Bill Aiding Child Caregiver Election Hopefuls Nears Vote

Councilmember Keith Powers. | Photo courtesy of Keith Powers

BY SYDNEY PEREIRA | A City Council bill aimed at boosting representation of women in office is expected to be voted on as early as the end of the month —  at the Council’s next stated meeting on Oct. 31 — according to bill co-sponsor Keith Powers’ office.

For anyone vying for an elected post in New York City in 2021 — when a large proportion of seats are up for grabs — the East Side councilmember said, the bill, which would allow candidates who are the primary caregiver of a child to use campaign funds to pay for childcare, is “one tool to help people ease the burden in terms of making the decision to run for office.”

Powers and Majority Leader Laurie Cumbo of Brooklyn introduced the legislation in May.

“I think one of the points of real consideration here is the fact that we’re going to have so many new people wanting to run for office,” Powers said. “We’re trying to not make that [childcare costs] a factor in terms of your decision.”

At a June Council hearing, Cumbo voiced concern that the bill not become another hashtag, saying the “devil in the details is where this could just be a sound bite.”

At that hearing, the city Campaign Finance Board (CFB) executive director Amy Loprest said the child care costs should count toward a candidate’s spending cap of $190,000 each for the primary and general election and, further, only be allowed for child care funds during an election year.

According to Powers’ office, details in the bill are still being finalized.

Though the specifics of the legislation and its implementation are not yet set in stone, Matt Sollars, a spokesperson for the CFB, said the board is pleased the Council has shown a willingness to address its concerns.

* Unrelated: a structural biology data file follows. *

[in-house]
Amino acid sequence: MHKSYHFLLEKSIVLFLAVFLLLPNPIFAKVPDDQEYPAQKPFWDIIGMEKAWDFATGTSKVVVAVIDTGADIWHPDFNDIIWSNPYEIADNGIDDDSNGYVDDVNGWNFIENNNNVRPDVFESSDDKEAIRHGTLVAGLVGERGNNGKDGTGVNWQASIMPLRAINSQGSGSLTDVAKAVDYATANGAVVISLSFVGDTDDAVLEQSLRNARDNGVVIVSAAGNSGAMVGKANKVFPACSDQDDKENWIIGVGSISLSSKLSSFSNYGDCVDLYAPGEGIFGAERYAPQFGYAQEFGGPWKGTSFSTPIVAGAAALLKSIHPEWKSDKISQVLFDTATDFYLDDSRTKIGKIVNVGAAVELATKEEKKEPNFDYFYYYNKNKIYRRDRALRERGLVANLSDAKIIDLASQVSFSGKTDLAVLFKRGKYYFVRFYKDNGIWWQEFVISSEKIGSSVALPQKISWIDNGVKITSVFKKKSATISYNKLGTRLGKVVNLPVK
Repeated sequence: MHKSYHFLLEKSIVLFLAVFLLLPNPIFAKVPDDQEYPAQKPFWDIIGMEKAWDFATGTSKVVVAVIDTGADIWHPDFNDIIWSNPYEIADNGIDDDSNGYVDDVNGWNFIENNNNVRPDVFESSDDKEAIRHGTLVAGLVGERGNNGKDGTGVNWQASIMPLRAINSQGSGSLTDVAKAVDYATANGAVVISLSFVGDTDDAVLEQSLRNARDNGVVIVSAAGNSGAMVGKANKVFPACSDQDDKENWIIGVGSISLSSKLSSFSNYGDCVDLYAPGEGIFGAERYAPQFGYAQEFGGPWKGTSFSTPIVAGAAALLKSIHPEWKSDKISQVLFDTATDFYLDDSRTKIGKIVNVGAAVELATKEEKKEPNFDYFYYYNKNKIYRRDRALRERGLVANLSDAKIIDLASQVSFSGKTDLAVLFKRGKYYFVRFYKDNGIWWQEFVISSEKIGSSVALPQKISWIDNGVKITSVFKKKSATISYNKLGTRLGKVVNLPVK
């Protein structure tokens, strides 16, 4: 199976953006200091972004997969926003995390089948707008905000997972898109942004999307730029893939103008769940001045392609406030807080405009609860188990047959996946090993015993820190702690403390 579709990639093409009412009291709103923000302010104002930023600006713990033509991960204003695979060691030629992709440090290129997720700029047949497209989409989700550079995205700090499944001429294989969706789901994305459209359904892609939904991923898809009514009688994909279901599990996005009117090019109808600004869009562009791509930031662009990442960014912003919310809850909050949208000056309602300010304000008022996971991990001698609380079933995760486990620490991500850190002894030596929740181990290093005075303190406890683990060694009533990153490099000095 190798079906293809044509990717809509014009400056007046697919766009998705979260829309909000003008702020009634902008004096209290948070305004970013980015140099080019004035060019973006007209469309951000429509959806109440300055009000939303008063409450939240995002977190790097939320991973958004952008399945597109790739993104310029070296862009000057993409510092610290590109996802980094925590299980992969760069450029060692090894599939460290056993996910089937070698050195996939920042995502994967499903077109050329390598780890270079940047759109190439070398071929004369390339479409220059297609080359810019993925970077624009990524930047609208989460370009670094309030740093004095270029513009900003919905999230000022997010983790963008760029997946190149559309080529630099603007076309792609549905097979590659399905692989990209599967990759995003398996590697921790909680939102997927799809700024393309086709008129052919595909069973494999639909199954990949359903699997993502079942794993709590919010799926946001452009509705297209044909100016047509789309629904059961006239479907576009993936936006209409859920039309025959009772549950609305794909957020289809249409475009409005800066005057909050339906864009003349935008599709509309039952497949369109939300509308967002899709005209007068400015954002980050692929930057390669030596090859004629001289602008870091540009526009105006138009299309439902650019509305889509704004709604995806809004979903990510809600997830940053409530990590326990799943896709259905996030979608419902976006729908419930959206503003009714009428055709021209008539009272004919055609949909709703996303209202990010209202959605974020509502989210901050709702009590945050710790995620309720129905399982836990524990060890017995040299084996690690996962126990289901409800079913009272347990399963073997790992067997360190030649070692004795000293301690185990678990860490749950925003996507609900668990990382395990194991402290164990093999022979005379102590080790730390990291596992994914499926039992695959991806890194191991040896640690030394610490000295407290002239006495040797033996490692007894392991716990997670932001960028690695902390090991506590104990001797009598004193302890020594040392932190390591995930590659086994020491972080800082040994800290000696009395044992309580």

The CFB oversees one of the most comprehensive public financing programs in the nation, where money raised by candidates receives public matching dollars of up to six times the level of private donations.

The measure comes at a critical point in the city’s political cycle, with 36 of 51 councilembers and all three of the citywide elected officials unable, under the term limit law, to seek reelection in 2021 — though Public Advocate Letitia James is likely to leave office early if, as expected, she wins election as state attorney general next month.

Manhattan’s term-limited councilmembers include Speaker Corey Johnson as well as Ben Kallos, Helen Rosenthal, Mark Levine, Margaret Chin, and Ydanis Rodriguez.

Should a special election be needed to fill James’ vacany early next year, the Powers-Cumbo bill would not be implemented in time for that contest.

“We didn’t want to throw [the CFB] under the bus by putting it immediately into place right now, but we wanted to get it ready for ‘21 when the entire city government will basically be up for election,” Powers said.

The bill was originally inspired by a Federal Election Commission decision in favor of Democrat Liuba Grechen Shirley, who is challenging 25-year Republican incumbent Peter King in the second congressional district on Long Island. Shirley had previously worked from home while raising children.

In early May, as the June 26 Democratic primary loomed closer, Shirley asked the FEC if she could apply campaign funds to pay for childcare services she wouldn’t otherwise have if she weren’t running for office. The FEC said yes, and Shirley won her primary. She faces King on Nov. 6.

Leave a Reply

Your email address will not be published. Required fields are marked *